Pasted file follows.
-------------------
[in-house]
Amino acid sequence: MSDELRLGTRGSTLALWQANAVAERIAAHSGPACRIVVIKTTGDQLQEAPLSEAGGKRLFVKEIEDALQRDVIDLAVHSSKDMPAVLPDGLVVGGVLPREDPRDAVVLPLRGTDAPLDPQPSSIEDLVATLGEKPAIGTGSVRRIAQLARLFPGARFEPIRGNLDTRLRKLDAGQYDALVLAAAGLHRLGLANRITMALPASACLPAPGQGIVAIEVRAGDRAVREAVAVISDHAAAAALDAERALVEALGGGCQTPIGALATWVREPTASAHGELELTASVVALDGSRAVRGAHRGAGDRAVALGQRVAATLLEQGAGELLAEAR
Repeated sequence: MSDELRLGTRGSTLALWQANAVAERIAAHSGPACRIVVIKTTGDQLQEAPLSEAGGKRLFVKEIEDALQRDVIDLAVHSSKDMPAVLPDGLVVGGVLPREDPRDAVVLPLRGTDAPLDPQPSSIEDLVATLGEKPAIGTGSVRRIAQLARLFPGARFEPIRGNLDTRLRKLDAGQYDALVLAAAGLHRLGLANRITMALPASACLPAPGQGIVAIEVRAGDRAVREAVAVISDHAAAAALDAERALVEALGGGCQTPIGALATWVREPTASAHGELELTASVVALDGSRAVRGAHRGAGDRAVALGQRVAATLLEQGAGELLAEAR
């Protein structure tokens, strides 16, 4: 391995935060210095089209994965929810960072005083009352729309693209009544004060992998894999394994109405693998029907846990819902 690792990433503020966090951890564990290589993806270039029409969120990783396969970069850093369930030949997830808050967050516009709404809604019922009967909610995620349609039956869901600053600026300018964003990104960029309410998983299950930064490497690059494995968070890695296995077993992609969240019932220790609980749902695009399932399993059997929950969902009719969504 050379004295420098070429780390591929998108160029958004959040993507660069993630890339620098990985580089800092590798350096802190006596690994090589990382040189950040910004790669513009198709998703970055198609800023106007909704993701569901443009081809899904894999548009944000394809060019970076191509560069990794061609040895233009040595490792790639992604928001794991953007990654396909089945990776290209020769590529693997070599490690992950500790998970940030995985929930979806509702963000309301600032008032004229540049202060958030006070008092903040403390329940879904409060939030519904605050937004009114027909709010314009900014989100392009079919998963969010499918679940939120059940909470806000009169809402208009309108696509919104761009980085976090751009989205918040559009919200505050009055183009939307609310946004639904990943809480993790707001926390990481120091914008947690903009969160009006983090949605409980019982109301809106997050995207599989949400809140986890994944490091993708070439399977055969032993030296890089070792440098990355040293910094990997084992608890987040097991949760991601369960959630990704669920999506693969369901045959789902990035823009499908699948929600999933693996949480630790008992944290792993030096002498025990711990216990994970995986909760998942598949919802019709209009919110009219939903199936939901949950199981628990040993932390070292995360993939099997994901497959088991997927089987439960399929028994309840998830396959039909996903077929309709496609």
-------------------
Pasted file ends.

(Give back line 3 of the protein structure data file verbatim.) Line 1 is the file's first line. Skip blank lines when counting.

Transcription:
Repeated sequence: MSDELRLGTRGSTLALWQANAVAERIAAHSGPACRIVVIKTTGDQLQEAPLSEAGGKRLFVKEIEDALQRDVIDLAVHSSKDMPAVLPDGLVVGGVLPREDPRDAVVLPLRGTDAPLDPQPSSIEDLVATLGEKPAIGTGSVRRIAQLARLFPGARFEPIRGNLDTRLRKLDAGQYDALVLAAAGLHRLGLANRITMALPASACLPAPGQGIVAIEVRAGDRAVREAVAVISDHAAAAALDAERALVEALGGGCQTPIGALATWVREPTASAHGELELTASVVALDGSRAVRGAHRGAGDRAVALGQRVAATLLEQGAGELLAEAR